That, sad enough can deny the Security Forces the higher degree
of co-operation and support they expect from the public. This is
when the veracity of the claims made is proven to be far from the
truth. Thursday's incident is a classic case of this syndrome like
the October 11 Muhamalai debacle. One simple example to illustrate
the point is the claim that 22 Sea Tiger boats were destroyed in
Thursday's sea battle. The Sunday Times has confirmed with highly
placed sources in the Navy that only 15 boats were involved in the
attack. The question therefore is whether those responsible for
such spin truly believe the public would gobble up what they say.
Why insult their intelligence then?
Even the Secretary to the President, the genial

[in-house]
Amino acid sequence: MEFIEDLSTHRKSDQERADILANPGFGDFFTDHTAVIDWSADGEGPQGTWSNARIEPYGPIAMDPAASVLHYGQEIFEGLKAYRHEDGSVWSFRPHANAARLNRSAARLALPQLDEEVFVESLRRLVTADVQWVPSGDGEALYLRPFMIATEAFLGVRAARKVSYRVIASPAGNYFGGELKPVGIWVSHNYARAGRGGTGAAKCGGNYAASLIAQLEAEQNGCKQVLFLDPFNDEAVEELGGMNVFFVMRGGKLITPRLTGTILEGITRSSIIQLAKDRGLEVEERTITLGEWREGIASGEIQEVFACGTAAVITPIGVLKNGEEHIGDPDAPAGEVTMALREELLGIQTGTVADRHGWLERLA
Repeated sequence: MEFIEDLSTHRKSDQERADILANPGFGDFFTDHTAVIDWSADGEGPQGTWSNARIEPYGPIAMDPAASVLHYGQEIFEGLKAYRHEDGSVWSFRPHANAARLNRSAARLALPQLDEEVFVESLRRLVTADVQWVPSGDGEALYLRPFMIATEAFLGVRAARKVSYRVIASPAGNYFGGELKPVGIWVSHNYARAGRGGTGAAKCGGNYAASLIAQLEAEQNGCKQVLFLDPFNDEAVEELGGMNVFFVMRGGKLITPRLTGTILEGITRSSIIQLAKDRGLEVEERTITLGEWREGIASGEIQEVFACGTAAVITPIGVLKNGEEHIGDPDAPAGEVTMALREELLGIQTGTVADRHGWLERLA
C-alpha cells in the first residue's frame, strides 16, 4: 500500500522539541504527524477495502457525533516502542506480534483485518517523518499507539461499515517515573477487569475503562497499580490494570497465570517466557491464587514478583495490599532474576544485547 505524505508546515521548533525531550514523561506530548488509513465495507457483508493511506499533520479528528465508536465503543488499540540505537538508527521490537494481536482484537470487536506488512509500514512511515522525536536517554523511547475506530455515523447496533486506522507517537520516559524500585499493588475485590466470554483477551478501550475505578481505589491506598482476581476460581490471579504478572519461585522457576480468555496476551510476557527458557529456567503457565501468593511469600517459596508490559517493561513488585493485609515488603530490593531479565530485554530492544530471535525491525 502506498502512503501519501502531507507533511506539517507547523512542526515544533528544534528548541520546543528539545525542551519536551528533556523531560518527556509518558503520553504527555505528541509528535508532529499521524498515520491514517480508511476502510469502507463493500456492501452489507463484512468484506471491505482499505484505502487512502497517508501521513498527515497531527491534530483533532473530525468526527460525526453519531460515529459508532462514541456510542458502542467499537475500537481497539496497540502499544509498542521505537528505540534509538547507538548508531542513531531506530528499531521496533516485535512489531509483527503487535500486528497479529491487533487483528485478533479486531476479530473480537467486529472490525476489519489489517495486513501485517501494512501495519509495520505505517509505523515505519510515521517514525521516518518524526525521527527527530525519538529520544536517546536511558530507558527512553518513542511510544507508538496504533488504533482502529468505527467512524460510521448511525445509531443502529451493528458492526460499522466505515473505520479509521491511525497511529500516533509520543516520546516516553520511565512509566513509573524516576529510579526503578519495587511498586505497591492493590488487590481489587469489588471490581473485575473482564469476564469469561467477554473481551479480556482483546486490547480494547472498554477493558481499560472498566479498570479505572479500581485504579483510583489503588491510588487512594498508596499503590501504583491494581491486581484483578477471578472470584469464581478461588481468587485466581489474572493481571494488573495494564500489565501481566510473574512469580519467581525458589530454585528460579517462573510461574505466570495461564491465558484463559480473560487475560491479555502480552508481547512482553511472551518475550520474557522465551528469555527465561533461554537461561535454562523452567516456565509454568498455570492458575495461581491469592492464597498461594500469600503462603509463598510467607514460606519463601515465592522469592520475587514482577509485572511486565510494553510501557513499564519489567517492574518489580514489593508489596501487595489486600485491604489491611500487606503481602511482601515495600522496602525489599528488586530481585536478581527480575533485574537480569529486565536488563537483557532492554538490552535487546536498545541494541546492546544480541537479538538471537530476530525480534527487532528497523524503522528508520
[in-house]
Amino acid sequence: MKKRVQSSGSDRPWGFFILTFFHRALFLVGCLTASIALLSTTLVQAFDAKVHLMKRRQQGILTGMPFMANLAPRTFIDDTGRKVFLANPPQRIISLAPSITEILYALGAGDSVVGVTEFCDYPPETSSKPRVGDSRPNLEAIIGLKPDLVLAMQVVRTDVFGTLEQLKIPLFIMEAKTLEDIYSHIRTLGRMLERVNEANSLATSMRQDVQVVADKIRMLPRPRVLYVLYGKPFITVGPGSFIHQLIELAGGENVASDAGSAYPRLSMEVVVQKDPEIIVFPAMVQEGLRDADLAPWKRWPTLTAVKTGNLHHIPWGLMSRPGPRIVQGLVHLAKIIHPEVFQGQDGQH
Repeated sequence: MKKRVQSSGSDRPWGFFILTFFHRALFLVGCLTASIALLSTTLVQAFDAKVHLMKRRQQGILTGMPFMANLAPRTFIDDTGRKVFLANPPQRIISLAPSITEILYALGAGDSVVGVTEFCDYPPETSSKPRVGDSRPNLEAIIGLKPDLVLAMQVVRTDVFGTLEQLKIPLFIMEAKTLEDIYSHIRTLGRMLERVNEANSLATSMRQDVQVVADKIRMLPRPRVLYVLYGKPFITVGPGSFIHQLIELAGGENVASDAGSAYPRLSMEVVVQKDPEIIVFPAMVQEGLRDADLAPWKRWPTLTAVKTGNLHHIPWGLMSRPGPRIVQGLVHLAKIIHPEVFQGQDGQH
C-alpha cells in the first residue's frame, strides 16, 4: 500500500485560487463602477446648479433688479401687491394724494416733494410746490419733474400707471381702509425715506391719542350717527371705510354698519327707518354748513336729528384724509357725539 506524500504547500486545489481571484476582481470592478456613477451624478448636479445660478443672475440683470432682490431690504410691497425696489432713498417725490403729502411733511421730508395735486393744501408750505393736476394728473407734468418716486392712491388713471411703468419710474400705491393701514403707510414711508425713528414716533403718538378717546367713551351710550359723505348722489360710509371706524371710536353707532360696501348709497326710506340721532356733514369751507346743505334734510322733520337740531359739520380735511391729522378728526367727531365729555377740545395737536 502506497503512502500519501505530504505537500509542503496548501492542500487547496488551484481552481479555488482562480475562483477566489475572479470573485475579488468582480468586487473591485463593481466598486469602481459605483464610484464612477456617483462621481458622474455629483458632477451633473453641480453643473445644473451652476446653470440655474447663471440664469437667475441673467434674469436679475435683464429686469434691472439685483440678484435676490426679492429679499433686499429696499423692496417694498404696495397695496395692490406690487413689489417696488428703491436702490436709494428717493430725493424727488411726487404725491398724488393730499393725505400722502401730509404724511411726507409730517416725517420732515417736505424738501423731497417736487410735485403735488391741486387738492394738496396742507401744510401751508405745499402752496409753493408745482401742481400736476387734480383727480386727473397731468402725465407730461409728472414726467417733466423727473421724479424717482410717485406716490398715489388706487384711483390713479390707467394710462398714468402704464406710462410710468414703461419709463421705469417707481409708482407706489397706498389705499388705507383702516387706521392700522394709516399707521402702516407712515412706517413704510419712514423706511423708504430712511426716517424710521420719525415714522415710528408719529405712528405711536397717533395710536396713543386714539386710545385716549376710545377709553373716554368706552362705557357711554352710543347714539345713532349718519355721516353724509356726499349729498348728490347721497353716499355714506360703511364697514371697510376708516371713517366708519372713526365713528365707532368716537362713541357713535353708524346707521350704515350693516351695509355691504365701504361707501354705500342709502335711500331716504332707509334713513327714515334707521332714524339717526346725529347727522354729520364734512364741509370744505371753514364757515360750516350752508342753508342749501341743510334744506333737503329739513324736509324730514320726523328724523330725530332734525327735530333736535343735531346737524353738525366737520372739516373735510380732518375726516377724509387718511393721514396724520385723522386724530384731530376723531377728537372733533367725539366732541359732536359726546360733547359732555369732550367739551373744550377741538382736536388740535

Lalith Weeratunga, who visited the NNAHQ at Kankesanthurai on Friday,
underscored this grim reality. During a short speech, he highlighted
the need for officers and men in the Navy to remain in a high state
of alert. He cautioned them that there was no room for complacency.
Mr. Weeratunga arrived there on a previously scheduled visit to
see how food supplies to the peninsula were being handled. He was
accompanied by the Commander of the Navy, Vice Admiral Wasantha
By Friday morning, the trail left behind by the
encounter in the seas off Point Pedro became clearer. The Navy had
lost two Dvora Fast Attack Craft, P 416 and P 461. On Friday, Navy
divers recovered the bodies of four sailors (from P 461) but could
not locate even the wreckage of the first Dvora (P 416) that was
destroyed. Divers were to resume their search yesterday.
When the second Dvora (P 461) was burning, Sea